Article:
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January 2019 Myrtle Rust update

January 30, 2019


In this monthly update you will find:

  • Where has myrtle rust been found
  • Take our online training programme to help identify myrtle rust
  • Increase in myrtle rust finds during the summer and what to check for
  • New evidence that myrtle rust can reproduce sexually

You can download the PDF of the newsletter here

Where myrtle rust has been found

895 infected properties have been reported since May 2017.

National detections of myrtle rust to date:

Northland - There are 36 sites/properties in Northland with confirmed infection. Most of these are in Kerikeri.

Taranaki - There are 283 sites/properties in Taranaki with confirmed infection. Most of these are in New Plymouth and Waitara.

Waikato - There are 106 sites/properties in the Waikato region with confirmed infection. Most of these are in Otorohanga and the Taupo district.

Bay Of Plenty - There are 174 sites/properties in the Bay of Plenty with confirmed infection. Most of these are in Te Puke and Bethlehem.

Auckland - There are 179 sites/properties in the Auckland region with confirmed infection. Most of these are in Remuera.

Wellington - There are 55 sites/properties in the Wellington region with confirmed infection. Most of these are in Lower Hutt and Upper Hutt

Manawatu-Whanganui - There are 25 sites/properties in the Manawatu region with confirmed infection. Most of these are in Fielding.

Tasman - There are 21 sites/properties in the Tasman region with confirmed infection. Most of these are in Collingwood, Patons Rock and Pohara.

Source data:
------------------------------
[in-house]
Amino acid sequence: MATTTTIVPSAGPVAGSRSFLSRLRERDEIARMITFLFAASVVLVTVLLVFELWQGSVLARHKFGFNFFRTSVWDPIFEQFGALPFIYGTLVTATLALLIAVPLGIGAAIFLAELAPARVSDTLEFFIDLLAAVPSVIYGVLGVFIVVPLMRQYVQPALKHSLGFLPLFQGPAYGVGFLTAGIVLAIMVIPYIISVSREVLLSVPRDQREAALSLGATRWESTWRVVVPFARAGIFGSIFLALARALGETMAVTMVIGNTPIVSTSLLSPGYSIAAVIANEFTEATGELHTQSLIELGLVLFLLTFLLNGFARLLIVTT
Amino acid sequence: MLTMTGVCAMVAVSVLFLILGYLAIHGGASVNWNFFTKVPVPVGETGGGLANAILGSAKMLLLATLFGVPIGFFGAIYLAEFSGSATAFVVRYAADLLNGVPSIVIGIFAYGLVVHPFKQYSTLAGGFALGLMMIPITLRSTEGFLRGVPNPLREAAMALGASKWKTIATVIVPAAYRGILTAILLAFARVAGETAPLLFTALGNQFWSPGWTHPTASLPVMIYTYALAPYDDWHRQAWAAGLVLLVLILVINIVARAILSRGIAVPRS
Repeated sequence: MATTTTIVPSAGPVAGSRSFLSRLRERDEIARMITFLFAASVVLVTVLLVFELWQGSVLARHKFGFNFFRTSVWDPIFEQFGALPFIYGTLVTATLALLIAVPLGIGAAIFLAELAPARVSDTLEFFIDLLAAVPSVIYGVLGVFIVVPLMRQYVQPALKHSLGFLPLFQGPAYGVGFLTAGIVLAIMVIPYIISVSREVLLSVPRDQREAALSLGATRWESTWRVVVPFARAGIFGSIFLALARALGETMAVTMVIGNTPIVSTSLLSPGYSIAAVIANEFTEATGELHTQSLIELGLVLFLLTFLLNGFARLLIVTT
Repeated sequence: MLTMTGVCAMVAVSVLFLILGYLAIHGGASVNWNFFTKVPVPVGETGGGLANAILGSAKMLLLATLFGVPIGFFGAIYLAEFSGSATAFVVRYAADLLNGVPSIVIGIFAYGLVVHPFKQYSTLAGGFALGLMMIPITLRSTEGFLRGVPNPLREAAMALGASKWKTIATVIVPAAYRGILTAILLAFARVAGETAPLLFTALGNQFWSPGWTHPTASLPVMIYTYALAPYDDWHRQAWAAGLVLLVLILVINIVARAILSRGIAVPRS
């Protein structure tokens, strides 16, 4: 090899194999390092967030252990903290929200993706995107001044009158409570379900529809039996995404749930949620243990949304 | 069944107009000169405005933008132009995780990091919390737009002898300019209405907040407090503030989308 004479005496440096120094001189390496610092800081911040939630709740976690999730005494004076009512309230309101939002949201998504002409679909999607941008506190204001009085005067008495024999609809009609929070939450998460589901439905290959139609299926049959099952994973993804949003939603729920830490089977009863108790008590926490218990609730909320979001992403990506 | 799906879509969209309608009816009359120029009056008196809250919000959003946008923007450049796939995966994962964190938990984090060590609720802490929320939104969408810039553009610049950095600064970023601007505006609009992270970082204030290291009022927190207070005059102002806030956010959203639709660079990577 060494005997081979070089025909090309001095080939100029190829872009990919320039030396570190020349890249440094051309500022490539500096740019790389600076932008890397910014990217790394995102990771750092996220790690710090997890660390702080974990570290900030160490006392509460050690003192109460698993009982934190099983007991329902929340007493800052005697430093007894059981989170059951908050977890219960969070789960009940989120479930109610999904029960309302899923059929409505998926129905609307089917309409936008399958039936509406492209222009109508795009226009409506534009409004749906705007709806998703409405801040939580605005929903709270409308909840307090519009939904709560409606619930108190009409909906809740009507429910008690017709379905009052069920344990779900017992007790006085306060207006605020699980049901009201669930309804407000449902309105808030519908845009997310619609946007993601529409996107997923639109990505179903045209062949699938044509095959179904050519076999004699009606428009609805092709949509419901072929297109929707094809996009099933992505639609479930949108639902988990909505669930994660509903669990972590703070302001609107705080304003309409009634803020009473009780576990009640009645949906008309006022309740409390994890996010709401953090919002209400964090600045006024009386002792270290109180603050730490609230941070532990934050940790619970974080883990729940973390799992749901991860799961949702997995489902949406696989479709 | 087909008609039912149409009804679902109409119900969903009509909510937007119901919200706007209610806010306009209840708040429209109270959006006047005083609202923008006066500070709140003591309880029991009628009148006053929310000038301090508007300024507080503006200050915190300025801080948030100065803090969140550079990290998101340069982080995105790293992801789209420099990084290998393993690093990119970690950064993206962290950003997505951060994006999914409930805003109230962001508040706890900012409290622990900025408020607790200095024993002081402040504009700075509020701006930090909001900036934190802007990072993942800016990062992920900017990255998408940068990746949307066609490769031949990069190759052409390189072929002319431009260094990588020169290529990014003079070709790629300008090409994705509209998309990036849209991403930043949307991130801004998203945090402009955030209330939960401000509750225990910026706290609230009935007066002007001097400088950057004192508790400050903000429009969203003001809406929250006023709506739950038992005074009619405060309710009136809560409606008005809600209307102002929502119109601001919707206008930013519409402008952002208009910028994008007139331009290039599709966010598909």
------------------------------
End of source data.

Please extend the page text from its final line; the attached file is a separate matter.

Gisborne - There are 3 sites/properties in the Gisborne district with confirmed infection. These sites are all at the Northern tip of the East Cape.

Marlborough - There are 8 sites/properties in the Marlborough district with confirmed infection.

Nelson - There are 5 sites/properties in Nelson with confirmed infection.

 

Take our online training programme to help identify myrtle rust

Biosecurity New Zealand, in collaboration with the Department of Conservation has developed online training courses about myrtle rust. The courses are available to everyone but are particularly suited to those running community education events.

The online course covers:

  • Background on myrtle rust in New Zealand
  • Examples of myrtle rust and the myrtle family
  • What to do if you find myrtle rust and how to dispose of infected plant material
  • Myrtle rust research programme
  • Myrtle rust seasonal variations
  • Spread of myrtle rust
  • Identifying the scale of impact of myrtle rust

The two modules take around 35 minutes each to complete.

Register to get access to the course.

 

Increase in myrtle rust finds during the summer and what to check for

There has been an increased level of positive myrtle rust detections during the summer months so far. The summer months provide ideal conditions for the spread of myrtle rust as infection risk is directly related to the duration of high relative humidity and temperature.

The Department of Conservation is extremely interested in any suspected myrtle rust on Public Conservation Land. So if you are spending time in our national parks and reserves over the summer please keep a special eye out for myrtle rust.

Basically the warmer and more humid it is, the better – like all fungi really. Therefore, late summer and autumn are likely to be the worst time for infection and spore risk.

If you think you see symptoms remember to not touch or collect samples, but take pictures and report it to Biosecurity New Zealand’s Exotic Pest and Disease Hotline on: 0800 80 99 66.

All plants in the myrtaceae family are susceptible to myrtle rust. For a list of myrtle plants in New Zealand you can visit the New Zealand Plant Conservation Network. 

 

Sexual reproduction of Austropuccinia psidii in New Zealand

Myrtle rust is known to produce the teliospore stage in New Zealand. This spore stage is different from the asexual urendiniospore stage and indicates that the fungus is capable of reproducing sexually. Sexual reproduction introduces genetic variability, increasing the risk to New Zealand, as it allows fungi to adapt to new environments and possibly affect new hosts.

It is not yet known how this disease will affect New Zealand species, but myrtle rust will likely continue to affect a wide range of susceptible myrtle plants. Overseas its impacts have varied widely from country to country and plant species to species.